The treatment of children at WOFF has been a chief concern raised by some of the organization’s detractors.
In December 2000, following a custody battle involving children who were in the organization, District Court Judge C. Randy Pool ruled that “the environment created at WOFF has an adverse effect on the health, safety and welfare of children.”
In addition, DA Hunt, who ordered an investigation into the church practices in 1995, said the church’s “unorthodox practices seem to lend themselves to abuses.” No charges were filed as a result of that investigation.
The WOFF has been under increasing public scrutiny since Muse returned to North Carolina last December to retake custody of her children.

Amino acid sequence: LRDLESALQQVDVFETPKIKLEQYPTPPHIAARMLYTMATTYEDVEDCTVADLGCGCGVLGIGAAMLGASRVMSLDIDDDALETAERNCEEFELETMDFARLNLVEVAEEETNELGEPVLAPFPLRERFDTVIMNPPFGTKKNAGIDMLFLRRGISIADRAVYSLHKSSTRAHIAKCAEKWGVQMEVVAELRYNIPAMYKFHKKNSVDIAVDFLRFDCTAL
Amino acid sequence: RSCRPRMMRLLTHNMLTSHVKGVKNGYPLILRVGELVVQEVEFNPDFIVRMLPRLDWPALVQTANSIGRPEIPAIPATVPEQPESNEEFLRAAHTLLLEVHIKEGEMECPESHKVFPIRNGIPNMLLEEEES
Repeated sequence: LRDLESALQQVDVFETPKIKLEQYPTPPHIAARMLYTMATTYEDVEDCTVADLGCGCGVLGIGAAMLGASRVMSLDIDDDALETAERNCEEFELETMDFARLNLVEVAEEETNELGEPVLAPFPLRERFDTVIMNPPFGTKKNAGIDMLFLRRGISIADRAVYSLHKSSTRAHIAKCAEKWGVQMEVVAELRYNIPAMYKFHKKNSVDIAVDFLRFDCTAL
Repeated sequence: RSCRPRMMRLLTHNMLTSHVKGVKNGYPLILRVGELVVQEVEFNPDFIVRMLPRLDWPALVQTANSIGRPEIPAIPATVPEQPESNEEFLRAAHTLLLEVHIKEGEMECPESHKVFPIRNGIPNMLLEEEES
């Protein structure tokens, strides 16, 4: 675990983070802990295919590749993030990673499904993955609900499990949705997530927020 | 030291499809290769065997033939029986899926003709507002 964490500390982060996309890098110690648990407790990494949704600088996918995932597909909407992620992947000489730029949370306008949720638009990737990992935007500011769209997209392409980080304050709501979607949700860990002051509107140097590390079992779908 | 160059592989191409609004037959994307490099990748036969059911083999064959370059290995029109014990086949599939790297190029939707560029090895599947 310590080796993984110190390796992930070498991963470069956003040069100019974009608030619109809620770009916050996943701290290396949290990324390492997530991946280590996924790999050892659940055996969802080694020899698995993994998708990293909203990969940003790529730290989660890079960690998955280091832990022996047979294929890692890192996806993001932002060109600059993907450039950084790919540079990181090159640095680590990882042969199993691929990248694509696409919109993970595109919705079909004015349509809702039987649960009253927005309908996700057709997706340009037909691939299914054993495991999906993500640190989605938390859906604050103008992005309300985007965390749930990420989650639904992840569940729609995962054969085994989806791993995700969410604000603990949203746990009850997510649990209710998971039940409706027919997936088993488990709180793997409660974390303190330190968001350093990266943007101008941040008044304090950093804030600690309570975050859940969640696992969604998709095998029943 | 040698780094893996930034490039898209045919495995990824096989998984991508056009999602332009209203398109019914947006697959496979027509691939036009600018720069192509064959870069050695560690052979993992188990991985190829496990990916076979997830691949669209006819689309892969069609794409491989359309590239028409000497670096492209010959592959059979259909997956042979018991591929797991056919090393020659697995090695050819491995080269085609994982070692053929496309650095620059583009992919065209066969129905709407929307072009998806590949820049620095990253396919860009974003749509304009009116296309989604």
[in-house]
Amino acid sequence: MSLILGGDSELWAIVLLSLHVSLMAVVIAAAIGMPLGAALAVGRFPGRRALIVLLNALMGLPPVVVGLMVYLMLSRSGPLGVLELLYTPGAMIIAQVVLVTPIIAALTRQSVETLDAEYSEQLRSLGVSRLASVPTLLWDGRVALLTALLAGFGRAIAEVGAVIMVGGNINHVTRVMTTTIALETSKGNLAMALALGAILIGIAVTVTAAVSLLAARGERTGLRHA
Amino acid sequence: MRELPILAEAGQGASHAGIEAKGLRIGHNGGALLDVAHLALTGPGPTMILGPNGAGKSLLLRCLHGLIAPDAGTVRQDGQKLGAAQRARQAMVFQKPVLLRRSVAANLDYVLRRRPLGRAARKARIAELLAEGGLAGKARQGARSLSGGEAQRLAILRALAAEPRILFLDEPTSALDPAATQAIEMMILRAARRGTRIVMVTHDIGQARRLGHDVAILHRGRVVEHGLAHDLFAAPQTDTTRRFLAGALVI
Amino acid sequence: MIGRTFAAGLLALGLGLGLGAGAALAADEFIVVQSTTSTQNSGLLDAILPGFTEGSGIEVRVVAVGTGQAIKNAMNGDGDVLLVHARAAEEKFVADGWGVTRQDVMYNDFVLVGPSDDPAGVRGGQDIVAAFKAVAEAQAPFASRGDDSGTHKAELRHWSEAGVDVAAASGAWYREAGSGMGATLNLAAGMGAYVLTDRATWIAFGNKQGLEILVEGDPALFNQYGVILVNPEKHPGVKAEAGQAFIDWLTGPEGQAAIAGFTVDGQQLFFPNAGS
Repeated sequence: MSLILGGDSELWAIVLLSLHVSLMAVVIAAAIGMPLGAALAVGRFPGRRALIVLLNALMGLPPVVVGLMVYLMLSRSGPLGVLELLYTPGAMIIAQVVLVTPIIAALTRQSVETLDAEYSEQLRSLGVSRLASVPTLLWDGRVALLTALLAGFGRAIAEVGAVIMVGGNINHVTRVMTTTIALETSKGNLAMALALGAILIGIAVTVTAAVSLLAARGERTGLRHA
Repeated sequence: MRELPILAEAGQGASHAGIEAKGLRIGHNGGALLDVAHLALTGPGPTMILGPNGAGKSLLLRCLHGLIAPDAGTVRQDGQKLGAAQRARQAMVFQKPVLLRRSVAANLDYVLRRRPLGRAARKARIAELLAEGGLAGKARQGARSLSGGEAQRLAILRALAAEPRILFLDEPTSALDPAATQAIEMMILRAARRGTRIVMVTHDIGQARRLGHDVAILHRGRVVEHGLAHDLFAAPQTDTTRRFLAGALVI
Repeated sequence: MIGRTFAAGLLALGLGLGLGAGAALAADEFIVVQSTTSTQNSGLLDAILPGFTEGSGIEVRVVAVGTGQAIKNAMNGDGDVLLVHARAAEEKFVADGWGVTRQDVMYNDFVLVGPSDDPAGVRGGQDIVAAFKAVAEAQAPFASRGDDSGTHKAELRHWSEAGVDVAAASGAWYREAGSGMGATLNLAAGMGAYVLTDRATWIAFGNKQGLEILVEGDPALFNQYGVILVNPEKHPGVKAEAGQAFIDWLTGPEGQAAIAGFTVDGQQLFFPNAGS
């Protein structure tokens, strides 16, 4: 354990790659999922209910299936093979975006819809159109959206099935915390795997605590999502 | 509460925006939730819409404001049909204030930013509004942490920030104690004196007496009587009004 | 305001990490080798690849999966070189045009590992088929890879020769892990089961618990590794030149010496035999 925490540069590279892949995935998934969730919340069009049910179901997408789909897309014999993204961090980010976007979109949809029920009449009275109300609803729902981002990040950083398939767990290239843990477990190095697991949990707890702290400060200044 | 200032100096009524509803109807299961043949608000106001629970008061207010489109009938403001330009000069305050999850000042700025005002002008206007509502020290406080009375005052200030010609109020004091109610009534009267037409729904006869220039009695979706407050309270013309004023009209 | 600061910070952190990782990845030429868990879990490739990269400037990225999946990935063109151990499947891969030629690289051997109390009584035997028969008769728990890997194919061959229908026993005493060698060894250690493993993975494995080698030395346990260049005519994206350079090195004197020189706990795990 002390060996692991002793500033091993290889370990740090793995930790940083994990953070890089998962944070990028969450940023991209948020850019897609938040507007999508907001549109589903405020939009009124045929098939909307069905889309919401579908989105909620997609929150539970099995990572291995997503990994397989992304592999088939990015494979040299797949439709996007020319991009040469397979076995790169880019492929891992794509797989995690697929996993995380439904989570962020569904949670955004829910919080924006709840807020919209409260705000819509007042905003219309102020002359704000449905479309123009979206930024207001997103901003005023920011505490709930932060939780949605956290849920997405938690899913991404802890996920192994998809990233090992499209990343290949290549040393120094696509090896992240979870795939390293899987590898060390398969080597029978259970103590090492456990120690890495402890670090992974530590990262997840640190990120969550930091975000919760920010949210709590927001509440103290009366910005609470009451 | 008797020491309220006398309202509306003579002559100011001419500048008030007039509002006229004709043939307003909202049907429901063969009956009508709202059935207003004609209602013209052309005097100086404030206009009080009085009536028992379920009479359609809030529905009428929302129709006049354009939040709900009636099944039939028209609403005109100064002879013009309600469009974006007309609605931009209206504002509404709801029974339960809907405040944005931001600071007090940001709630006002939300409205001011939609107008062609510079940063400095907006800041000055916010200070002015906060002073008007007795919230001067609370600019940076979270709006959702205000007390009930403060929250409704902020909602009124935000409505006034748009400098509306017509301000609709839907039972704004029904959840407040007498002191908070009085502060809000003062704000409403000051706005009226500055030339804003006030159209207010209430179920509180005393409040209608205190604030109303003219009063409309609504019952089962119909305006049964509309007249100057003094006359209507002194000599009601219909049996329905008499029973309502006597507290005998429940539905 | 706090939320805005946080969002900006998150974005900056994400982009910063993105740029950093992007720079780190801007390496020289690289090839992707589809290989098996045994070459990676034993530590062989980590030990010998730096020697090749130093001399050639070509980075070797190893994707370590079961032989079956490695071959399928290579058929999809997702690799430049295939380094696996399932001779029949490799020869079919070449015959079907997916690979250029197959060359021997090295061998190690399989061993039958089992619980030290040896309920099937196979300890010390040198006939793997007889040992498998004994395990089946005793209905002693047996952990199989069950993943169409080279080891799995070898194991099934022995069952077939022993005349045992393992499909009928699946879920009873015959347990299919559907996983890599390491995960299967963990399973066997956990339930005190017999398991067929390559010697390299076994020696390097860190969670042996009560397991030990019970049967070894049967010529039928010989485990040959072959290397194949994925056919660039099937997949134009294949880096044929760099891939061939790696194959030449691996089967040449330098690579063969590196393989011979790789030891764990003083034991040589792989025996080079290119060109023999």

The DSS has been investigating complaints regarding the welfare of children and two adult former members have filed civil suits alleging they were the victims of “intentional infliction of emotional distress” at the hands of WOFF leaders.
The church has also attracted renewed attention from some members of the media, including the national television show “Inside Edition” which aired a story concerning one of the pending lawsuits on Monday evening.